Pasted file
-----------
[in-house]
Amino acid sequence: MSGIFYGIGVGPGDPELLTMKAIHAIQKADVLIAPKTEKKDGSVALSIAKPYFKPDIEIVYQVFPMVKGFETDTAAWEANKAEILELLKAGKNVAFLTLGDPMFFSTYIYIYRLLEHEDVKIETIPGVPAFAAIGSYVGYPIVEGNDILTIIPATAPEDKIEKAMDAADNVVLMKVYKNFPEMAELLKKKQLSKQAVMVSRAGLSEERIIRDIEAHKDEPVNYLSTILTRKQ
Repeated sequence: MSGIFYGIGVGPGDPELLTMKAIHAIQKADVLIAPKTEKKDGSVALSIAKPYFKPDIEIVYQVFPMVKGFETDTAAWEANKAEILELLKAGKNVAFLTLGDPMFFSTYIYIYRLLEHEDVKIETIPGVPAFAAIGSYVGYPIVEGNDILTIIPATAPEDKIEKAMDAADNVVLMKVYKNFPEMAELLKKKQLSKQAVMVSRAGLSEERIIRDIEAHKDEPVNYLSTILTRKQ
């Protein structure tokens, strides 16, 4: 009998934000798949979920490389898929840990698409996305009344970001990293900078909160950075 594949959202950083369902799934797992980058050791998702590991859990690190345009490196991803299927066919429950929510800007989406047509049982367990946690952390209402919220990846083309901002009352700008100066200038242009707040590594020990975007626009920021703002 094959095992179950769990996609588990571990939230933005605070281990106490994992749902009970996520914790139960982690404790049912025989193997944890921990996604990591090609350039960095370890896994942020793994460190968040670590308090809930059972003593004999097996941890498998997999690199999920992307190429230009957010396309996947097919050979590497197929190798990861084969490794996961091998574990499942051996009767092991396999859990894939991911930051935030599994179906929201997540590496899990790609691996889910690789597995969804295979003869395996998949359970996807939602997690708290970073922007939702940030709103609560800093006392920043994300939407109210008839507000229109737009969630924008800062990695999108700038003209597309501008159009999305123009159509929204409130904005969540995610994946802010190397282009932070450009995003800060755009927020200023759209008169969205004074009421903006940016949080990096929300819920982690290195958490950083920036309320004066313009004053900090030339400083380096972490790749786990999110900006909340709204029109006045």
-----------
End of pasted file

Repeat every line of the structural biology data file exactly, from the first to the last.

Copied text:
[in-house]
Amino acid sequence: MSGIFYGIGVGPGDPELLTMKAIHAIQKADVLIAPKTEKKDGSVALSIAKPYFKPDIEIVYQVFPMVKGFETDTAAWEANKAEILELLKAGKNVAFLTLGDPMFFSTYIYIYRLLEHEDVKIETIPGVPAFAAIGSYVGYPIVEGNDILTIIPATAPEDKIEKAMDAADNVVLMKVYKNFPEMAELLKKKQLSKQAVMVSRAGLSEERIIRDIEAHKDEPVNYLSTILTRKQ
Repeated sequence: MSGIFYGIGVGPGDPELLTMKAIHAIQKADVLIAPKTEKKDGSVALSIAKPYFKPDIEIVYQVFPMVKGFETDTAAWEANKAEILELLKAGKNVAFLTLGDPMFFSTYIYIYRLLEHEDVKIETIPGVPAFAAIGSYVGYPIVEGNDILTIIPATAPEDKIEKAMDAADNVVLMKVYKNFPEMAELLKKKQLSKQAVMVSRAGLSEERIIRDIEAHKDEPVNYLSTILTRKQ
């Protein structure tokens, strides 16, 4: 009998934000798949979920490389898929840990698409996305009344970001990293900078909160950075 594949959202950083369902799934797992980058050791998702590991859990690190345009490196991803299927066919429950929510800007989406047509049982367990946690952390209402919220990846083309901002009352700008100066200038242009707040590594020990975007626009920021703002 094959095992179950769990996609588990571990939230933005605070281990106490994992749902009970996520914790139960982690404790049912025989193997944890921990996604990591090609350039960095370890896994942020793994460190968040670590308090809930059972003593004999097996941890498998997999690199999920992307190429230009957010396309996947097919050979590497197929190798990861084969490794996961091998574990499942051996009767092991396999859990894939991911930051935030599994179906929201997540590496899990790609691996889910690789597995969804295979003869395996998949359970996807939602997690708290970073922007939702940030709103609560800093006392920043994300939407109210008839507000229109737009969630924008800062990695999108700038003209597309501008159009999305123009159509929204409130904005969540995610994946802010190397282009932070450009995003800060755009927020200023759209008169969205004074009421903006940016949080990096929300819920982690290195958490950083920036309320004066313009004053900090030339400083380096972490790749786990999110900006909340709204029109006045």